On Saturday, May 16, 2015, federal authorities arrested Tianjin University professor Zhang Hao at Los Angeles International Airport on charges of economic espionage: insider theft of technological secrets from Silicon Valley to Tianjin, China. The indictments extend to five others as well: Pang Wei and Jinping Chen (two other Tianjin University professors) and three other Chinese citizens.
According to the Los Angeles Times, the defendants were indicted for theft of FBAR (film bulk acoustic resonator) technology, which is used in mobile phones and other wireless devices. They stole primarily from American companies Avago Technologies and Skyworks Solutions—companies that they worked for—on behalf of the Chinese government.
Emerging email correspondence shows that the six defendants started plans back in 2006 to bring FBAR technology to the state-sponsored university and replicate the chips under the company name ROFS Microsystems. As a result, they were able to obtain business and military contracts, the indictment claims.
The U.S. Justice Department will have to prove that the defendants violated the Economic Espionage Act by stealing trade secrets to benefit the Chinese government. As one would imagine, proving such a case can be difficult. However, if convicted, the defendants could face long prison sentences based on the monetary value of the trade secrets they stole.
By no means is this story a novelty in our world of constant and competitive technological innovation. As reported in the Wall Street Journal, two engineers were convicted of selling trade secrets to China in March 2014. Just two months after that incident, the New York Times broke the story of five men in the Chinese army who hacked into the systems of multiple American tech companies. Numerous other cases exist, with varying degrees of damage, but regardless of their level of sensationalism in the media, what kind of impacts do these cyber-attacks and insider thefts have within and beyond our borders?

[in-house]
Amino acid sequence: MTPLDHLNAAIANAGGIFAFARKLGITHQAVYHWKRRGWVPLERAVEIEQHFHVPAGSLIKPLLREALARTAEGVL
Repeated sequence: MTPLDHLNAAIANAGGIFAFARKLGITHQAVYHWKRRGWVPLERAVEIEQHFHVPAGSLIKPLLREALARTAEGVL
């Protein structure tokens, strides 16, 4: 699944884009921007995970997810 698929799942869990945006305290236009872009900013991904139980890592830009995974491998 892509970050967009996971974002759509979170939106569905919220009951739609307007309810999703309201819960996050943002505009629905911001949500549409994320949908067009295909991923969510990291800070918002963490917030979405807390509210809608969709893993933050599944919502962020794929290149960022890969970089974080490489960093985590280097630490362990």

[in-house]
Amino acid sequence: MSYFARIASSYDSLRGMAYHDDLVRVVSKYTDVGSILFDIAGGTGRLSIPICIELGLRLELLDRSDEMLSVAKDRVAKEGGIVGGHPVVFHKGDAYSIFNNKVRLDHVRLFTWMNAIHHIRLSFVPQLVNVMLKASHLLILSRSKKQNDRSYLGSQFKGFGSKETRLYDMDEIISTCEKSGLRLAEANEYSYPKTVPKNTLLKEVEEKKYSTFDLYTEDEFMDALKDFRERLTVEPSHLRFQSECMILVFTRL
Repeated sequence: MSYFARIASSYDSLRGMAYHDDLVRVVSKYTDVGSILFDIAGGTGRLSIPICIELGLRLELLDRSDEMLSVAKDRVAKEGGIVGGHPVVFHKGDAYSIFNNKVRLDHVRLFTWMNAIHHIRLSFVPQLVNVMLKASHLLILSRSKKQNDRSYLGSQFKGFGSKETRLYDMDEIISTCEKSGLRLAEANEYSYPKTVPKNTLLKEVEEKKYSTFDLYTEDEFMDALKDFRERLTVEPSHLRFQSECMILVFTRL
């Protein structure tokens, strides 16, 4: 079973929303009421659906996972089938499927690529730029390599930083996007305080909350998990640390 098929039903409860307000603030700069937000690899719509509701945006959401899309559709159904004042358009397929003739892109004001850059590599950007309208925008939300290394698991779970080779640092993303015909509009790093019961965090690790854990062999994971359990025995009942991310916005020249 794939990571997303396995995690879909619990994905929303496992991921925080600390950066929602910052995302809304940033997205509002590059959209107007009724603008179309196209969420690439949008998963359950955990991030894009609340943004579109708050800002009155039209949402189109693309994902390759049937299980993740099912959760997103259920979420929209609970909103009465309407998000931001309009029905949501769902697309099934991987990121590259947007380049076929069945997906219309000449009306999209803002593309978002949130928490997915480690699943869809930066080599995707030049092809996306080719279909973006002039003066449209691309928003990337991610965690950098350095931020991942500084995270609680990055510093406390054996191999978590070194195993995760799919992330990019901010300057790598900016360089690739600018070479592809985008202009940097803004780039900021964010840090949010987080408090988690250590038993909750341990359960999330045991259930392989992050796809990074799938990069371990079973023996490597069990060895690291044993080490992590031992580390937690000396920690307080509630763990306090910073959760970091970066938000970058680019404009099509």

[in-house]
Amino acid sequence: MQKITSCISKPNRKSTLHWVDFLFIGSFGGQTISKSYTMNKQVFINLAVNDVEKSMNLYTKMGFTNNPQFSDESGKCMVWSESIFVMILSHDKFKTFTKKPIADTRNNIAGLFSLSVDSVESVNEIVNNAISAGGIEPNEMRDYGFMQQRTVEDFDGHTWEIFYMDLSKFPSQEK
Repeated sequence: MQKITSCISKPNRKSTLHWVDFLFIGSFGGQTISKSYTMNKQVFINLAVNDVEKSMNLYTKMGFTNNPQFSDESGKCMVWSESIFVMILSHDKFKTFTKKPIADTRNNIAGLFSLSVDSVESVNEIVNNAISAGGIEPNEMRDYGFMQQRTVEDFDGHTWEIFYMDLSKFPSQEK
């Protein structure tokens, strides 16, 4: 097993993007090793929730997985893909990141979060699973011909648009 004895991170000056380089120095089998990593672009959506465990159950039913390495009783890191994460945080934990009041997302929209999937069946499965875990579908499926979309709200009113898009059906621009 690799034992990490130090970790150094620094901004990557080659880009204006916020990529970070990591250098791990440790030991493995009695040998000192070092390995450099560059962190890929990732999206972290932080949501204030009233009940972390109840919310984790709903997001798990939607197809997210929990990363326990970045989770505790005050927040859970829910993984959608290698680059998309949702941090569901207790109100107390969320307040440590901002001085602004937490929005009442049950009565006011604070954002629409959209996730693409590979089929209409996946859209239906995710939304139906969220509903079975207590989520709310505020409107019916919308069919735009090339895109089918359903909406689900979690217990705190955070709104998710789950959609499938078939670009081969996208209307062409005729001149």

For one thing, the economic effects are staggering. U.S. News reports that theft of intellectual property costs U.S. companies approximately $250 billion per year, a figure that exceeds what businesses pay in federal income taxes. Furthermore, according to the Washington Post, economic espionage costs international economies upwards of $445 billion per year, or approximately one percent of income worldwide.
What can we do to stem this illegal tide of profit from trade secrets and intellectual property? There is no easy solution, especially because our technological advancement is constantly rivaled by the development of new hacking techniques. Thus, our laws must continue to evolve and adapt to these increasing complications and, more importantly, so should our enforcement of such promulgations.
Additionally, this story comes at a fragile point in U.S.-China political relations. As reported by the New York Times, the Obama administration is contemplating how to respond to China’s occupation of disputed islands in the South China Sea, the escalation of its nuclear weapons program, and continued online hacking. If this particular story is any indicator, economic espionage is moving increasingly to the forefront of U.S.-China diplomacy. Unfortunately, the Obama administration has had limited success in its attempts to prevent related incidents.
As future technological espionage cases emerge, inevitably questions of personal, as well as corporate, privacy, and protection will arise. Indeed, we will only have more at stake, not less, as our lives and machines continue to develop. The issues that accompany them remain constant struggles that will undoubtedly pose more questions than answers in the coming years.